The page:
Thursday, February 12, 2009

No friends for Facebook Ban

There was an underwhelming attendance for a Bournemouth Students' Union meeting this morning where a possible ban on Facebook was to be discussed.

Vice President for Communications Adelaide Allen encouraged those attending to use the opportunity to voice their opinions.

"Before we act on it, we want to see if it's an issue which affects a minority or majority," she said.

A group of students were unable to use computers in the library because of the number of people on Facebook.

Some students suggested that up to 60% of computers on campus are being used for social networking, she explained.

"You can see especially now that they've made the bottom floor of the library a social space, whereas last year it was a quiet kind of study area.

Now it's an open plan, people are allowed to talk and eat things. Obviously this encourages social learning which is great and people actually use Facebook as a key communication tool," she added.

Pro Vice-Chancellor for Education Dr Brian Astin suggested that Facebook "will be a major part of the curriculum in the future. At the moment we're just feeling our way."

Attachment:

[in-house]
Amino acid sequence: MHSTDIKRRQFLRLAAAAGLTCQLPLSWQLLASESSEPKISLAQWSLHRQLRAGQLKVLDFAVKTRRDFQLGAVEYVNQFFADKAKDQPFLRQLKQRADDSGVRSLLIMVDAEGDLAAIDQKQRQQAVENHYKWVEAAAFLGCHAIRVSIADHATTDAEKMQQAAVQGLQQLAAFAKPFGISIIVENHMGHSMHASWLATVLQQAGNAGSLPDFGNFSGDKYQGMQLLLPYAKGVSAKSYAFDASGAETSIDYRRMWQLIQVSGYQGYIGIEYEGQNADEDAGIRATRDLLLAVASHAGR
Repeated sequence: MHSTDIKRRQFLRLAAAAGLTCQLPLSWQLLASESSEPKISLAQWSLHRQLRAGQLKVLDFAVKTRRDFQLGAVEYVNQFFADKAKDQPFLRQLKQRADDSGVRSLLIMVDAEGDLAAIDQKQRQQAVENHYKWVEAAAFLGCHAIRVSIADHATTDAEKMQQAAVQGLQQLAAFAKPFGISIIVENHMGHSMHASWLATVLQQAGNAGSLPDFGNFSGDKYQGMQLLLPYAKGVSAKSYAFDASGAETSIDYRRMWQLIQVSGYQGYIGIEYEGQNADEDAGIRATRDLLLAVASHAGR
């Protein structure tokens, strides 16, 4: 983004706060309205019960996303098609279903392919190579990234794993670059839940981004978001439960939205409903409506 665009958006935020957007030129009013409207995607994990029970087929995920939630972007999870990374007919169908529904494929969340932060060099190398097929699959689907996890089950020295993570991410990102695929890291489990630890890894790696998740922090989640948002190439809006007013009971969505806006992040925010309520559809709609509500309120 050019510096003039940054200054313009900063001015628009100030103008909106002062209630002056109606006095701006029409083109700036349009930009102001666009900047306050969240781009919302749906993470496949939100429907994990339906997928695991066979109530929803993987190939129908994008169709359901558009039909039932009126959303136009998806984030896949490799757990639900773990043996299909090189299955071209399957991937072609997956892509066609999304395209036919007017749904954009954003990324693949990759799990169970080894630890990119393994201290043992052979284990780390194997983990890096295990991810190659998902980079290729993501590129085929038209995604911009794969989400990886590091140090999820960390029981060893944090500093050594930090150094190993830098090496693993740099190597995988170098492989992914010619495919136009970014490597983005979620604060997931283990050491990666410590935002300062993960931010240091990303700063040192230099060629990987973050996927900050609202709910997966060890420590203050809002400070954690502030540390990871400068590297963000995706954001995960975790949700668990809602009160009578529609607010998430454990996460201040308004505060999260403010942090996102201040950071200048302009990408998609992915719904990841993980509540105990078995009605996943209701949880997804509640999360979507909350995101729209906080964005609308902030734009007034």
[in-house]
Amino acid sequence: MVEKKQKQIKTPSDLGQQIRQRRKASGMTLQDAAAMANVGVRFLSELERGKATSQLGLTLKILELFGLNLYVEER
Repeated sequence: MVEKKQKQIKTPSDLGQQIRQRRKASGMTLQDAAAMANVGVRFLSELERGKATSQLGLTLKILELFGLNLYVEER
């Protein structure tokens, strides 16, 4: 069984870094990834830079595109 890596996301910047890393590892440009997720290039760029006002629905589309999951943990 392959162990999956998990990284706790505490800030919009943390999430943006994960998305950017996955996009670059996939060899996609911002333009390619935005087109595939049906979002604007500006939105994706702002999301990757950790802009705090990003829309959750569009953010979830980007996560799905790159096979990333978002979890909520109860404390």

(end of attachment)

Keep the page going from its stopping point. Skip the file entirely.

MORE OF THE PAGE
There was a heated debate between students but no formal policy was adopted. The 54 students attending was considerably less than the 100 required for quorum.

A conservation science student said:

"My opinion is that the library should not have access to Facebook."

However, a female student was less supportive of any proposed ban. She said a sign highlighting priority for scanning at certain computers on campus had worked effectively.

"I've never had problems in the last two years." She suggested that having signs restricting Facebook to certain areas was a sensible solution.

Students who spoke about dissertations and coursework outlined how useful Facebook is for sharing bookmarks, references and other educational resources.

No decision was made on a Facebook ban but the union and management agreed to keep the matter under review.

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